Downshifting - you gotta know it
Avoiding hills is simply not an option.
Mountain driving is a lot like a roller coaster. The truck works really hard going up a long, long uphill, and then on the long downhill, gravity takes it and it goes like a rocket. Mountain driving is all about controlling this.
On mountain driving, especially with trucks, you will often find yourself needing brakes just to avoid exceeding the speed limit. This is a huge problem.
"Why?", you say. "I can push the brake all day." Maybe, but it won't work for long. Brakes are made for stopping at red lights, not descending long grades, and they will overheat, warp (which means a $400 bill on a car replacing them), fade (meaning they will lose braking power) and stop working, and you're a juggernaut. Happens all the time with trucks, and that's why they have runaway ramps.
If a cop catches you smoking a truck's brakes down a grade, he'll pull you over and find a way to stop you from driving further. For him, it's easier than spending all night at a fatal accident.
Enter the gears you never use on your shifter - P R N D 3 2 1, those. You have noticed when you lift off the gas on your car, the car "feels a little bit draggy", like it's actively being slowed down. If you select a lower gear (and you can select them while moving), it will become more draggy. Quite a lot more draggy the lower you go. That is for descending long hills.
The way I explain this is to downshift enough that you don't need to use your brakes at all. When you need to use a little bit of accelerator pedal to keep the vehicle at desired speed, you're in the zone. That keeps you safe.
Since you're trying to spin the engine to slow the car, this is a great time to blast the A/C on full, as this is "free" and won't overheat the engine.
Going uphill also has a trick
With modern automatic transmissions, it's easy - just put it in top gear and push the gas until you're at the top of the hill. (then downshift.)
However, there's a different gotcha -- this will make the engine much warmer than you're used to. Running this and air conditioning too can overheat your car/truck.
So you have to keep a close eye on your "Engine temp" gauge. First, you must know what "normal" looks like, so you must learn to watch it ordinarily. Then, on up-hill sections, keep an eye on it. If it climbs a little bit, no big deal, but if it climbs any more, turn off the A/C immediately -- most likely the overheat will cure itself.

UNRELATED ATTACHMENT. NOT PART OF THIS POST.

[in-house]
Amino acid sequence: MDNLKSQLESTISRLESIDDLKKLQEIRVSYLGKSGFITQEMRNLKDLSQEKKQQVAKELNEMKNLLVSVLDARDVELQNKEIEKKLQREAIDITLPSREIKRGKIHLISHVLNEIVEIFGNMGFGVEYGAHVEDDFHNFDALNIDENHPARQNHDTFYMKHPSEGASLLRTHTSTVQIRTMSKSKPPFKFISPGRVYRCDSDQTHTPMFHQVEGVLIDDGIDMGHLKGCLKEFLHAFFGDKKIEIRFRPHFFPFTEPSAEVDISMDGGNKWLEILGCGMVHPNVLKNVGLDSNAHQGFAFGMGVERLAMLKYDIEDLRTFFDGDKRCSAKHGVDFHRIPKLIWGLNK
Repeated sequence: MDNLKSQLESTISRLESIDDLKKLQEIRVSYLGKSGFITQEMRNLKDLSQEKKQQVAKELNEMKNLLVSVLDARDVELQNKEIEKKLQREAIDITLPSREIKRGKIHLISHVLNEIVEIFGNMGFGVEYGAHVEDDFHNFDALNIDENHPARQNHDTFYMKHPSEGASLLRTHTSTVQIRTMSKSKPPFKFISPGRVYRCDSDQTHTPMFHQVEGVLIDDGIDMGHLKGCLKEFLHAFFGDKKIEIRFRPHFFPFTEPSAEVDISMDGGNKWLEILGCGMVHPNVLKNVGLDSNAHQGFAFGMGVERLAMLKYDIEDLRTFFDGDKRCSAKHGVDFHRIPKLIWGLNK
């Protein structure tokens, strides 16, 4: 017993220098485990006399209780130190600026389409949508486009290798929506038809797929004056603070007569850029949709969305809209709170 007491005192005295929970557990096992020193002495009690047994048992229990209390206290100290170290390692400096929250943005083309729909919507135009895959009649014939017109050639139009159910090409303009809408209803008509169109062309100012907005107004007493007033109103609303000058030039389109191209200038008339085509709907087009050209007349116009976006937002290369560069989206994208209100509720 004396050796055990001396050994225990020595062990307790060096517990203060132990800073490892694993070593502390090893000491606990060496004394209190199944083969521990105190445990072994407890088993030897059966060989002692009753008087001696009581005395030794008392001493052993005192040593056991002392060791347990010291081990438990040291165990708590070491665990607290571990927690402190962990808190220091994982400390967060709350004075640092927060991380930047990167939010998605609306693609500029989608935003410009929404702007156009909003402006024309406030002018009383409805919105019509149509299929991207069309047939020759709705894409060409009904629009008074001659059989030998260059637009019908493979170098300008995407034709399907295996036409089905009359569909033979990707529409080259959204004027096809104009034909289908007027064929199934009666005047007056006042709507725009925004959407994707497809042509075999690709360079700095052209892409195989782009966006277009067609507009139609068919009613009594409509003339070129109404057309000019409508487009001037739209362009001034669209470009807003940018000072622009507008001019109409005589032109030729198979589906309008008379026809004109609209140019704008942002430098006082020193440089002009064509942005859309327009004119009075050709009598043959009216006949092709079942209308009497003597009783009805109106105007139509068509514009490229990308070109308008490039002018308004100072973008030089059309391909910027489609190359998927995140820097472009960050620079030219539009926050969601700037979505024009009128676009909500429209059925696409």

In a pinch, it also helps to blast the heater and open windows (thanks Saaru). This heat comes from the engine and gives it a small bit of additional cooling. Don't get heatstroke!
Don't drive drowsy
Utah is the loudest about this, but other states agree: they really don't want you driving drowsy, and they hate cleaning up fatal accidents. If you are starting to nod off, pull over somewhere reasonable and safe, and take a catnap... often an hour will suffice, your body knows. Cops who see you asleep will be happy to see it.
Routes: the Union Pacific way
Generally any viable route is going to take you through Laramie, Wyoming. From there, does the vehicle handle wind well? If so, proceed west on I-80, which was built through a terrible wind area. Otherwise take US-30 west via Medicine Bow, paralleling the original Union Pacific Railroad and rejoining I-80 near Rawlins.
Wyoming is desolate, so be careful with fuel.
Continue west on I-80 via the Wasatch range, paralleling the Union Pacific the entire way. It's the best route, and it's flatter, which is why UP chose it.
Once in Utah, you'll hit a branch at Echo where I-84 turns northwest. Take it. It's your way anyway, and it's much flatter - still following Union Pacific. (Staying on I-80 will go an hour out of your way and put you on Parley's Summit, the worst grade on the entire 3000 mile length of I-80 - you certainly don't want to learn downshifting here!)
Congratulations, you have crossed the Rockies the easy way (the Union Pacific way).
From here, the only sensible road is I-84 west (actual northwest) - some time around Boise you should be planning your route into Oregon proper.